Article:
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Pennsylvania’s primary election is at the start of Passover. Why some Jewish voters feel disenfranchised

The Jewish Federation of the Lehigh Valley hosts a prayer vigil Tuesday, Oct. 10, 2023, at the Jewish Community Center in Allentown in response to the Hamas attacks in Israel.(Amy Shortell/첥Ƶ)
The Jewish Federation of the Lehigh Valley hosts a prayer vigil Tuesday, Oct. 10, 2023, at the Jewish Community Center in Allentown in response to the Hamas attacks in Israel.(Amy Shortell/첥Ƶ)

After a series of unsuccessful attempts to change the date of Pennsylvania’s primary election, voting will take place April 23.

Yet the fourth Tuesday in April also happens to be the start of Passover, one of the most important Jewish holidays that, over the course of eight days, commemorates the biblical story of the Israelites’ escape from slavery in Egypt.

The first two and last two days of Passover are “full-fledged” holidays, according to , meaning observant Jews do not go to work, drive or participate in most public activities during those days. That would include casting a vote in person.

“It’s certainly putting significant barriers for a community that you wouldn’t necessarily have of anybody else,” said Aaron Gorodzinsky, director of campaign and security planning at the Jewish Federation of the Lehigh Valley. “You wouldn’t hold the primary election during Easter Sunday.”

Around 8,000 Jewish people live in the Lehigh Valley, part of approximately And some studies indicate that Jews are more likely to vote than the average American: For example, according to the Jerusalem Center for Public Affairs, around 85% of Jewish Americans voted in the 2012 election, compared to 54% nationwide.

Several polling places in synagogues across Pennsylvania are moving elsewhere because of Passover, . Rabbi Michael Singer of Congregation Brith Shalom, a Bethlehem synagogue and polling place, said voters would be redirected to the synagogue’s social hall, instead of the main sanctuary where voting normally takes place.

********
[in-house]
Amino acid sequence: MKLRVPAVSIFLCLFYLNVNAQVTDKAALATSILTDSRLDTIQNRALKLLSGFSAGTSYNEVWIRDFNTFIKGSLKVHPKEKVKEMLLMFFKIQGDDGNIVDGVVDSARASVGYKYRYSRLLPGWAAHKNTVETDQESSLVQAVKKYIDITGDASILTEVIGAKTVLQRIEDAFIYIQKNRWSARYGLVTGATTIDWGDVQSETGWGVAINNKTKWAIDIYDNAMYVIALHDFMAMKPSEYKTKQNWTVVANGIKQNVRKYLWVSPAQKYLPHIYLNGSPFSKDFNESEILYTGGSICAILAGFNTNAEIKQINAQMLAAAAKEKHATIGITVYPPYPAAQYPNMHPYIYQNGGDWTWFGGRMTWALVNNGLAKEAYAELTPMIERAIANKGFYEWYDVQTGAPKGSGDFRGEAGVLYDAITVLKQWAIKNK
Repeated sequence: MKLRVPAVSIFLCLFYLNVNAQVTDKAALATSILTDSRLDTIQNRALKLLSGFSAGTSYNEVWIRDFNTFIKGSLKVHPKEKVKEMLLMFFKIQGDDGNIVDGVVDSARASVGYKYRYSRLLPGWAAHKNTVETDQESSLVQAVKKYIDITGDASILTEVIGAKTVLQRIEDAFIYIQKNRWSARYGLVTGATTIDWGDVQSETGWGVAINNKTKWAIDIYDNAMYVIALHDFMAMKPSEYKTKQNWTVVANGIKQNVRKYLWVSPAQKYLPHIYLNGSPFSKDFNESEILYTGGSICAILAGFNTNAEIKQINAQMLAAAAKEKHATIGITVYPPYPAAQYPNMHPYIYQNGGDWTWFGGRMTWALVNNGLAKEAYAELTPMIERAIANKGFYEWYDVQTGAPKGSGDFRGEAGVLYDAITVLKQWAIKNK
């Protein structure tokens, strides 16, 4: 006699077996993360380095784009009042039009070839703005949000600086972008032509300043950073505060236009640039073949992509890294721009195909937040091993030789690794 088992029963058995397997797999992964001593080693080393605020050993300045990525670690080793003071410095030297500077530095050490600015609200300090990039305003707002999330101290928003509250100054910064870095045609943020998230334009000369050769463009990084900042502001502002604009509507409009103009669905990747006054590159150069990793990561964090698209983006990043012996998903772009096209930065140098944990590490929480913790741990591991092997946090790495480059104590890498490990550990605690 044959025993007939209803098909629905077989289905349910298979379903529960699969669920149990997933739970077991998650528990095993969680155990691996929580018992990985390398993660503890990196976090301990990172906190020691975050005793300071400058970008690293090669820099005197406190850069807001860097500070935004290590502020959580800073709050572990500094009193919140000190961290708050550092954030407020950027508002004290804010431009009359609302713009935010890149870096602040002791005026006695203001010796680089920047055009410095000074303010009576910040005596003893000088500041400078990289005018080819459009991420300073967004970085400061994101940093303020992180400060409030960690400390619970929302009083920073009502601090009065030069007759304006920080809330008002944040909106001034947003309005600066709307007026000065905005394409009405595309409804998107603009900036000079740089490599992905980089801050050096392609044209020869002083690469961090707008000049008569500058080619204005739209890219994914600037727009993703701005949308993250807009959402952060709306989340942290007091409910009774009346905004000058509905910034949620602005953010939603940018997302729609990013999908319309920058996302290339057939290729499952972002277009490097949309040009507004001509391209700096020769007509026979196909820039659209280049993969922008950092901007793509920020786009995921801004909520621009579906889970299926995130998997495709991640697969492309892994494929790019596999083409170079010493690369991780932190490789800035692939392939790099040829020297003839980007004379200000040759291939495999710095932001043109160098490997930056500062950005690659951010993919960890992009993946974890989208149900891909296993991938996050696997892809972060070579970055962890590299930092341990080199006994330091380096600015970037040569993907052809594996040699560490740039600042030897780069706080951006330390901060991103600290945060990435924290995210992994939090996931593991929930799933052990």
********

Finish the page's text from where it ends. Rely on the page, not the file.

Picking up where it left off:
“We are going to be in the midst of services while people are coming in to vote,” Singer said.

While the two 2024 presidential nominees have already been decided thanks to earlier primaries in other states, Pennsylvania has several competitive primary elections for statewide races, including attorney general, auditor general and treasurer. In addition, three Republicans are vying for the nomination to face U.S. Rep. Susan Wild in the Lehigh Valley’s 7th District. The Lehigh Valley also has three competitive primaries for state House seats.

It’s frustrating for candidates like Mark Pinsley, the Lehigh County controller who is running in a competitive Democratic primary to become auditor general. Pinsley, who is Jewish, said he will be unable to campaign on the day of the primary because he will be celebrating the holiday with family.

“Normally I would be out and about on Election Day, and this year I won’t,” Pinsley said. “It makes it very difficult, because you kind of feel like that’s the day, everything culminates in that day.”